From François Barbé de Marbois
Paris, le 5. Messidor an 9. de la République.
[i.e. 24 June 1801]
Je crois que vous ne doutés pas de la Satisfaction que j’ai eue de vous voir placé par vos concitoyens a la tete du gouvernement des Etats unis. heureux le pays dont les destinées sont entre les mains d’un Sage.
Agreés, Monsieur, mon profond respect
Il Se peut que l’adresse de la lettre pour mon frere ait besoin d’etre changée et je la recommande a vos Soins obligeans.
Paris, 5 Messidor, Year 9 of the Republic
I desire that the enclosed letter securely reach my brother, and I hope that the lasting friendship with which you honor me will excuse the liberty that I am taking in addressing it to you.
I think that you have no doubt about the satisfaction it gave me to see you placed by your fellow-citizens at the head of the government of the United States. Fortunate is the country whose destiny is in the hands of a wise man. Accept, Sir, my deep respect.
It is possible that the address of the letter for my brother may need to be changed, and I commend that to your kind care.
RC (DLC); English date supplied; on printed letterhead of Conseil d’État of France (see illustration), with blanks for day and year filled by Barbé de Marbois; endorsed by TJ as received 10 Sep. 1801 and so recorded in SJL. Enclosure not found. Enclosed in George Izard to TJ, 30 Aug. 1801.
Mon frere: Pierre François Barbé de Marbois, François Barbé de Marbois’s younger brother, had recently been made France’s temporary vice commissary of commercial relations for the states of New York and New Jersey. He had performed a similar role before, acting as vice consul for New York, Connecticut, and New Jersey, 1791–92, and prior to that as vice consul for Pennsylvania and Delaware beginning in 1785. The United States recognized his new appointment on 8 May 1801 (FC in Lb, DNA: RG 59, Exequaturs; Abraham P. Nasatir and Gary E. Monell, French Consuls in the United States: A Calendar of Their Correspondence in the Archives Nationales [Washington, D.C., 1967], 549–50, 566; Washington, Papers, Pres. Ser. description begins W. W. Abbot, Dorothy Twohig, Philander D. Chase, Theodore J. Crackel, and others, eds., The Papers of George Washington, Charlottesville, 1983–, 48 vols.: Presidential Series, 1987–, 12 vols. description ends , 8:215n; E. Wilson Lyon, The Man Who Sold Louisiana: The Career of François Barbé-Marbois [Norman, Okla., 1942], 34, 48; Vol. 14:65n, 66n).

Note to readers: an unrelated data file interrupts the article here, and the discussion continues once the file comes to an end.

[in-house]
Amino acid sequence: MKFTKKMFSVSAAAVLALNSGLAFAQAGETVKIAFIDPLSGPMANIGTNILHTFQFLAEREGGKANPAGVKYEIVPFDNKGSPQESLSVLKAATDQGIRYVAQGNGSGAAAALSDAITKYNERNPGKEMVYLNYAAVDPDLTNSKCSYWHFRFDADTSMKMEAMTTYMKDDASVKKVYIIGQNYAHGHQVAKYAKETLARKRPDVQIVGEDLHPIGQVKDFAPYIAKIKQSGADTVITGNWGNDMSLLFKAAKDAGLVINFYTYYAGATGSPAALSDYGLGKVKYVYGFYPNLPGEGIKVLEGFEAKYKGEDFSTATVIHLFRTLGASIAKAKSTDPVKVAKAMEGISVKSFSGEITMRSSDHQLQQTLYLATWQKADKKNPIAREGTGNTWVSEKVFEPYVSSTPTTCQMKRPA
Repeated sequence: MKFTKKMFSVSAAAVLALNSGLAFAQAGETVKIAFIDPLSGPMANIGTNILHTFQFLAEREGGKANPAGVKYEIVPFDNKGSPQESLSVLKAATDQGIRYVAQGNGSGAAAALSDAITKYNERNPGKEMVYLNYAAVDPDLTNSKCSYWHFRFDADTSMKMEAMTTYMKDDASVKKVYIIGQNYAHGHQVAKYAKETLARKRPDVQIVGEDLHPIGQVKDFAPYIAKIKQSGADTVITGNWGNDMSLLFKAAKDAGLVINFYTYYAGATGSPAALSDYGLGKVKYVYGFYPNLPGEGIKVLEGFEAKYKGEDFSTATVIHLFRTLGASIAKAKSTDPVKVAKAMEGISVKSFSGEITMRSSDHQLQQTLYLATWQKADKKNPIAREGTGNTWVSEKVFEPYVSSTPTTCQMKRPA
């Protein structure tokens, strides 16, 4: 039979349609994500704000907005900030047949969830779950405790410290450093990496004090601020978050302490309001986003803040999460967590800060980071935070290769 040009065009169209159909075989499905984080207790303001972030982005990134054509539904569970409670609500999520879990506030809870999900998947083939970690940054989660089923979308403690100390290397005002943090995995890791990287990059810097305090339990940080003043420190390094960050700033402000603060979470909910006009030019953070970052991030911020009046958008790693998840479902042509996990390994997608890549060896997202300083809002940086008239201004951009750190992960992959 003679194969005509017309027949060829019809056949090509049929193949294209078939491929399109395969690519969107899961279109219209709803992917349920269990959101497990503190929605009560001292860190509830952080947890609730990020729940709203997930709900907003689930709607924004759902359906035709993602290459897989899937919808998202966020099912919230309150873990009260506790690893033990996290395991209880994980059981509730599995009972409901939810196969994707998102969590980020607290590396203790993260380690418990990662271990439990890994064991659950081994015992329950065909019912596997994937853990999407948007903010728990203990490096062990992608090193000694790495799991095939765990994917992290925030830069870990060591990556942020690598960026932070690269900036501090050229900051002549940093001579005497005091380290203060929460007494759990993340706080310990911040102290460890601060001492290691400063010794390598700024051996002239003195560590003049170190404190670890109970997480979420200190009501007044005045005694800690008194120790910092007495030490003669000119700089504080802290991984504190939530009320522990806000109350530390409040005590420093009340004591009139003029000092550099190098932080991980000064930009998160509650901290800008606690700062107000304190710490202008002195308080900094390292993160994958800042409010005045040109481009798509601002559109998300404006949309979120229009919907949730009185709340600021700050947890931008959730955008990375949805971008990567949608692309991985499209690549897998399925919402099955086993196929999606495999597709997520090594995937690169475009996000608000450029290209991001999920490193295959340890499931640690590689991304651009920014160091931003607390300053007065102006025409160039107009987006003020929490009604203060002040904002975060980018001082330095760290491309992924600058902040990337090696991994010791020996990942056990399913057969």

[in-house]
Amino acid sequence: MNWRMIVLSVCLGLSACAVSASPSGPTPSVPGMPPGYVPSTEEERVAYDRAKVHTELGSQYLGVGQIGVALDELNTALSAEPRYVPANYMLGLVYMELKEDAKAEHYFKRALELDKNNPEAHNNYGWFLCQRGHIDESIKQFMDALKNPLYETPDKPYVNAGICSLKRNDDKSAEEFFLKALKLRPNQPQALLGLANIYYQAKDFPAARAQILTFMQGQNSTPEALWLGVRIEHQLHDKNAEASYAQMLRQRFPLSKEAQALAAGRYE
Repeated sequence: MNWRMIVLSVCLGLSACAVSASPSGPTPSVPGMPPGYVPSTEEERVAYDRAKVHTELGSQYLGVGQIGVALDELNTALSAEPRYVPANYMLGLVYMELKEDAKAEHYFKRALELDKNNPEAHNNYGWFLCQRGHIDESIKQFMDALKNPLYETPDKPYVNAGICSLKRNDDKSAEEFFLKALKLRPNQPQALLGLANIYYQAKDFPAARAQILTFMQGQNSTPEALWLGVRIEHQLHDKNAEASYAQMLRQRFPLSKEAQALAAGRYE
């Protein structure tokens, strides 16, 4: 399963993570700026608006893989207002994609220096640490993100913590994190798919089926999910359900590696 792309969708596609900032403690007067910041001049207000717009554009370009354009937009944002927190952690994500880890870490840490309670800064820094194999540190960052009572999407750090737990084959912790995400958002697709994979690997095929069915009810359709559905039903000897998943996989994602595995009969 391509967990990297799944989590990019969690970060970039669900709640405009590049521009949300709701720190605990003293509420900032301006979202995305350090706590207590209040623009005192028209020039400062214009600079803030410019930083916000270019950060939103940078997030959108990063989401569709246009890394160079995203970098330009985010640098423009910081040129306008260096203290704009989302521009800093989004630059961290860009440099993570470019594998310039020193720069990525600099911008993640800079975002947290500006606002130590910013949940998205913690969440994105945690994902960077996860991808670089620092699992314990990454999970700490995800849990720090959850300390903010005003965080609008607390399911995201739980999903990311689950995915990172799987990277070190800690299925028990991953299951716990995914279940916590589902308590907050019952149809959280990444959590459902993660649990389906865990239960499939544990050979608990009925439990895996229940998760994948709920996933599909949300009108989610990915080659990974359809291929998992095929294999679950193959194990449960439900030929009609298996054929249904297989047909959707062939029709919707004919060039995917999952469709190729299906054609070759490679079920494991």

L’ancienne Amitié: François Barbé de Marbois held diplomatic posts in the United States in the early 1780s, acting successively as secretary of legation, chargé d’affaires, and consul general. In 1780 he circulated questionnaires asking for general information about the states, and TJ wrote Notes on the State of Virginia as a reply to those queries. Following his service in the United States, Barbé de Marbois was the colonial administrator for French possessions in the Leeward Islands, including Saint-Domingue. He subsequently held elective office in France but fell under suspicion as a royalist, and after the Fructidor upheaval in September 1797 the government exiled him to French Guiana. He was able to return to Paris after the Brumaire coup. A good relationship with the third consul, Charles François Lebrun, led to Barbé de Marbois’s appointment as councillor of state and director of the treasury. In September 1801, he became minister of the public treasury (Biographie universelle, ancienne et moderne, new ed., 45 vols. [Paris, 1843–65], 3:45–8; Dictionnaire description begins Dictionnaire de biographie française, Paris, 1933– , 19 vols. description ends , 5:247–9; Tulard, Dictionnaire Napoléon, 161, 484; Notes, ed. Peden description begins Thomas Jefferson, Notes on the State of Virginia, ed. William Peden, Chapel Hill, 1955 description ends , xii; Vol. 4:166–7; Vol. 5:58–9).
Barbé de Marbois wrote to TJ from French Guiana on 4 Dec. 1798, but that letter, recorded in SJL as received from Sinnamary on 2 Feb. 1799, has not been found.